Clinical trial shows first evidence that anal cancer is preventable
Though anal cancer is less common than other forms of the disease in the United States, the number of cases has increased in recent years, and is particularly common among men who have sex with men and HIV-infected individuals.
Anal cancer is caused by infection with human papilloma virus (HPV), the most common sexually-transmitted pathogen in the United States. The virus also causes cervical cancer in women, and the vaccine is already approved and routinely recommended to prevent this condition. The new clinical trial suggests that the same vaccine would also protect men, and likely women, against anal cancer.
In the 1990's, UCSF established the Anal Neoplasia Clinic at the UCSF Helen Diller Family Comprehensive Cancer Center, the world's first clinic devoted to promoting research, awareness, screening and prevention of anal cancer. UCSF professor Joel Palefsky, MD, FRCPC, who founded and directs the clinic, led the clinical trial, and has recently founded a new professional society devoted to the study of the disease.
“Almost six thousand people every year in this country are diagnosed with anal cancer, and more than 700 people die from the disease,” said Palefsky. “What this trial showed is that those cancers and deaths could be prevented.”
The trial involved a group of 602 men who have sex with men from Australia, Brazil, Canada, Croatia, Germany, Spain and the United States all of whom had at least one, but no more than five, sexual encounters and who were between the ages of 16-26 years. All were randomized into groups that either received a placebo or a three-shot injection of the vaccine Gardasil, which protects against HPV 16 and 18, the most common HPV types involved in anal cancer, and HPV 6 and 11, the most common types in anogenital warts. The patients were enrolled in the trial from 2006-2008, and they were followed for three years after their last shot.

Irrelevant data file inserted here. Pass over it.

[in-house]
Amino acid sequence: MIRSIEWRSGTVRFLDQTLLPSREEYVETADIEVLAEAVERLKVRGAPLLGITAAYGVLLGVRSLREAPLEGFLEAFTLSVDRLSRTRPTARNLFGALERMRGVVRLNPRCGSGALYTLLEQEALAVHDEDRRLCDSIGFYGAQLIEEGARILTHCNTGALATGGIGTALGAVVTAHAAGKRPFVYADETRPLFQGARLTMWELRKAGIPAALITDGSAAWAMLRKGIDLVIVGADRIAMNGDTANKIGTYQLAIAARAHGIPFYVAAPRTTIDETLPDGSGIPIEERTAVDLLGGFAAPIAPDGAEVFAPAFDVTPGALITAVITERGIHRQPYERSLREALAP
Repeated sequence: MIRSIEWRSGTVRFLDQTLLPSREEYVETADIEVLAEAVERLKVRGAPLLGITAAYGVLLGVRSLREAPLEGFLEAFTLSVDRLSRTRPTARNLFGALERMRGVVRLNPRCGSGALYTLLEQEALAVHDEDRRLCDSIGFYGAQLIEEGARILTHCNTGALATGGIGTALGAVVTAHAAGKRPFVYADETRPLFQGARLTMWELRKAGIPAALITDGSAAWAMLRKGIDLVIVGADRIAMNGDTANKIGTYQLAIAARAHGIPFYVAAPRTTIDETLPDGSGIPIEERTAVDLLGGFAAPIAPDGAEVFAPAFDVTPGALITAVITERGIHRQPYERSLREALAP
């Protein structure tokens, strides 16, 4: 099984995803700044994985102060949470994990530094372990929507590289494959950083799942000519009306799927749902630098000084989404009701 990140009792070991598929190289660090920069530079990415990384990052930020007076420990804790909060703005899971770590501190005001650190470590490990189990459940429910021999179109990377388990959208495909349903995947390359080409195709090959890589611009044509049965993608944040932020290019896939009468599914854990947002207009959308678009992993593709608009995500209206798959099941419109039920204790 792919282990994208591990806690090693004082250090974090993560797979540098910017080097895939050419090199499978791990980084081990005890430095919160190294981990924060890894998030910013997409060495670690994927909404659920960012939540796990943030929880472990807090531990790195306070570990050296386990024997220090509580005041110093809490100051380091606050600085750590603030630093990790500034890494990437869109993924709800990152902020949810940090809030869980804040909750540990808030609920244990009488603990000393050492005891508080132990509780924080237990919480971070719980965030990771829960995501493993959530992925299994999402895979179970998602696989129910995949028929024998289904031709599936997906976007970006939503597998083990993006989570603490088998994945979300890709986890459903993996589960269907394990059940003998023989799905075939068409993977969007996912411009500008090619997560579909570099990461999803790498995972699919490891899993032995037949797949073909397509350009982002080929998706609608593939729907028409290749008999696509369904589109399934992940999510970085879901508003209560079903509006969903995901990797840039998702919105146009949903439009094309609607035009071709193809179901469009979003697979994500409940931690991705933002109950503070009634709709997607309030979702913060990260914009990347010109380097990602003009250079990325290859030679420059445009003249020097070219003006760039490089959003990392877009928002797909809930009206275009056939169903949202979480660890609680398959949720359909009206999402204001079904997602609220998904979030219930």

As described in the paper, the vaccine proved effective at reducing anal infections with HPV and precancerous lesions known as high-grade anal intraepithelial neoplasia, which are anal cancer precursors. The trial showed that the vaccine reduced the incidence of these cancer precursors by nearly 75 percent among those who had not been previously exposed to any of the HPV types in the vaccine. Among those who were previously exposed to one or more of the types in the vaccine, the vaccine reduced the incidence of the precancerous lesions by 54 percent.
“Based on these data, the vaccine works well to prevent HPV infection and precancerous anal disease, and will likely prevent anal cancer in men,” said Palefsky. “The ideal time to begin vaccination would be before initiation of sexual activity, but vaccination may also be useful after initiation of sexual activity.”
An earlier study led by Palefsky's coauthor Anna Guiliano at the H. Lee Moffitt Cancer Center and Research Institute in Tampa, FL showed that the HPV vaccine effectively protects both heterosexual men and men who have sex with men against external genital warts. The new study adds to the body of evidence supporting routine HPV vaccination of young males, said Palefsky.
This week, a group known as the Advisory Committee on Immunization Practices (ACIP), which is convened by the Department of Health and Human Services and the Centers for Disease Control and Prevention, met in Washington, D.C. to consider how it recommends HPV vaccine for men.